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Naphtha at Three-Week High; Europe Gasoline Gains: Oil Products

Jan. 23 (Bloomberg) -- European naphtha climbed to the highest price in three weeks as Glencore International Plc bought three cargoes. Gasoline advanced to the highest level in more than three months as BP Plc and Royal Dutch Shell Plc bought on the barge market.

PKN Orlen SA plans to halt diesel units at its Plock refinery in the second and third quarters, the company said in its 2013 maintenance schedule.

Light Products

Naphtha cargoes changed hands from $945 to $948 a metric ton, according to a Bloomberg survey of traders and brokers monitoring the Platts pricing window. That’s the highest since Jan. 2 and compares with trades at $942 and $943 yesterday.

Vitol Group sold three lots, taking its total to at least 28 shipments this month. Shell also offloaded a cargo and Trafigura Beheer BV was the other buyer.

Naphtha’s crack, or discount to Brent crude, widened for the first time in five sessions, to $6.25 barrel as of 2:04 p.m. London time, according to PVM Oil Associates Ltd., a crude and refined products broker. It was at $5.84 yesterday.

Gasoline in the Amsterdam-Rotterdam-Antwerp oil hub traded from $1,006 to $1,015 a ton, according to a similar survey of the Argus Bulletin Board. That’s the highest since Oct. 17, data compiled by Bloomberg show.

Gunvor Group Ltd., Chevron Corp., Vitol and Total SA sold the Eurobob grade, to which ethanol is added before being sold at the pump. Cargill Inc. and Argos Groep BV also bought barges, which usually trade in lots of 1,000 and 2,000 tons.

Gasoline’s crack, or premium to Brent, rose 35 cents to $9.30 a barrel, PVM data showed. That’s the highest level since Oct. 11.

Middle Distillates

Shell sold a 30,000 ton jet fuel cargo to BP at a $87 a ton premium to February gasoil on the ICE Futures Europe exchange in London. That’s for delivery to the U.K. and compares with a deal at plus $78 on Jan. 4.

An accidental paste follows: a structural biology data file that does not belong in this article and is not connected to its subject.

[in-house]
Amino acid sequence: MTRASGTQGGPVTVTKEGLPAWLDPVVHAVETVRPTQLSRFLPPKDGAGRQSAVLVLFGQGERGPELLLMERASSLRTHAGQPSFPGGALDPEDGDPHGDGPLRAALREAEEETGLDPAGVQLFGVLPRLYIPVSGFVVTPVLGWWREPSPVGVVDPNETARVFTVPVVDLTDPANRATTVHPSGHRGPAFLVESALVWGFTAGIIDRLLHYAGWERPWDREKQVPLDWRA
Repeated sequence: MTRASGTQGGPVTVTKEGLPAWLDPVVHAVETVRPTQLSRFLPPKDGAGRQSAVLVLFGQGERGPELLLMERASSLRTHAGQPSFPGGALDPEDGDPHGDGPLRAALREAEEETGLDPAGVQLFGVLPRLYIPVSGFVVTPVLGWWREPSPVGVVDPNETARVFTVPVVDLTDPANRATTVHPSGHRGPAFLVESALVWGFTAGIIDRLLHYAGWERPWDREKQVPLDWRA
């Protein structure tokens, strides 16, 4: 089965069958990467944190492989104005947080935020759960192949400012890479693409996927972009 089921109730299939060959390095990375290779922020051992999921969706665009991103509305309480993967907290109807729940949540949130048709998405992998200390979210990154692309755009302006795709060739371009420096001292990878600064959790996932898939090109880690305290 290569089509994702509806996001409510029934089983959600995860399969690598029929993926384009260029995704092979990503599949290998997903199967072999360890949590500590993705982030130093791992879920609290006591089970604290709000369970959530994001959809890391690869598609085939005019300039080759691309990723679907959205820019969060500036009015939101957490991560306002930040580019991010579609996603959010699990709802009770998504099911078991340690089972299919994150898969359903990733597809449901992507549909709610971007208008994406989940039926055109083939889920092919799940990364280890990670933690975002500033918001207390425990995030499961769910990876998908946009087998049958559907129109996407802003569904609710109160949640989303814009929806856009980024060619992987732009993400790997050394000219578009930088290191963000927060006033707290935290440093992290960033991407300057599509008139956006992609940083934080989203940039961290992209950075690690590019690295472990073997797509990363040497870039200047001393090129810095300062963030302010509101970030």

Diesel barges traded at $9 and $10 a ton more than February gasoil, unchanged from yesterday, the survey of Platts showed. That’s the lowest since Dec. 19, 2011, according to data compiled by Bloomberg. Vitol bought from BP and OAO Lukoil’s Litasco unit.

Heating oil barges traded at parity to gasoil futures, the Platts survey showed. Deals were done yesterday at parity to the February contract and at plus $1 to the marker.

Argos and Shell sold the fuel. Vitol, BP, Morgan Stanley and Trafigura bought.

Gasoil for February delivery was little changed, rising 50 cents, or 0.1 percent, to $970.25 a ton as of 5:01 p.m. on the ICE exchange. February traded at a premium of $7.50 to the March contract, compared with $9 yesterday, as the market stayed for a second week in backwardation. This structure can signal rising near-term consumption or reduced supply.

Gasoil’s crack narrowed to $16.51 versus $16.96 yesterday. Brent advanced 0.3 percent to $112.70 a barrel.


High-sulfur fuel oil changed hands from $611 to $612 a ton, the survey of Platts showed. That compares with $608 to $609 in the previous session. The low-sulfur grade traded from $636 to $641 a ton, versus $638 yesterday.


The outages at PKN Orlen’s Plock refinery are scheduled to last more than 30 days each, the company said on its website.

Orlen plans to halt a reformer in the Mazeikiu refinery in Lithuania in March for about 45 days, and a diesel unit of the Kralupy refinery in the Czech Republic in September for more than 30 days, the company said.

To contact the reporter on this story: Konstantin Rozhnov in London at

To contact the editor responsible for this story: Stephen Voss at

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